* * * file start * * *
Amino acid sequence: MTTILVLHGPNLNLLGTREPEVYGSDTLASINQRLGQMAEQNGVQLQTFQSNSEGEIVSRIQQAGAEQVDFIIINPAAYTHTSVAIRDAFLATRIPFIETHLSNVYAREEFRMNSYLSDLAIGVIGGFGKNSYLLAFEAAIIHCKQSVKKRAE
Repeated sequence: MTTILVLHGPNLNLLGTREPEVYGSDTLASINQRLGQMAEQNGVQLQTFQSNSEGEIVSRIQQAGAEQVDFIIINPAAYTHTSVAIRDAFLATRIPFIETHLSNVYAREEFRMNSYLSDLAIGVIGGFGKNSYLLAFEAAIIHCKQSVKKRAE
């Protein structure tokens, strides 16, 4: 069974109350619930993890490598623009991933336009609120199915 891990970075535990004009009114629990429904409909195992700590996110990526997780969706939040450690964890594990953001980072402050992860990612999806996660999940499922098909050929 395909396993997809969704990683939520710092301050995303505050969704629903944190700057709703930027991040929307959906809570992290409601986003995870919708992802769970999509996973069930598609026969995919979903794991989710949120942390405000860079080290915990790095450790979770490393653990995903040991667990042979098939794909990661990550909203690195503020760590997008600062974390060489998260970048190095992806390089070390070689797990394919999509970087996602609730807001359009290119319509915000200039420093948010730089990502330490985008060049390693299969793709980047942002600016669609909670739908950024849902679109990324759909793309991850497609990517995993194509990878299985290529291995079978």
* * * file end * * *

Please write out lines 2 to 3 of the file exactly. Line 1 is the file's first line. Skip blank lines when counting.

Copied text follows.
Repeated sequence: MTTILVLHGPNLNLLGTREPEVYGSDTLASINQRLGQMAEQNGVQLQTFQSNSEGEIVSRIQQAGAEQVDFIIINPAAYTHTSVAIRDAFLATRIPFIETHLSNVYAREEFRMNSYLSDLAIGVIGGFGKNSYLLAFEAAIIHCKQSVKKRAE
């Protein structure tokens, strides 16, 4: 069974109350619930993890490598623009991933336009609120199915 891990970075535990004009009114629990429904409909195992700590996110990526997780969706939040450690964890594990953001980072402050992860990612999806996660999940499922098909050929 395909396993997809969704990683939520710092301050995303505050969704629903944190700057709703930027991040929307959906809570992290409601986003995870919708992802769970999509996973069930598609026969995919979903794991989710949120942390405000860079080290915990790095450790979770490393653990995903040991667990042979098939794909990661990550909203690195503020760590997008600062974390060489998260970048190095992806390089070390070689797990394919999509970087996602609730807001359009290119319509915000200039420093948010730089990502330490985008060049390693299969793709980047942002600016669609909670739908950024849902679109990324759909793309991850497609990517995993194509990878299985290529291995079978």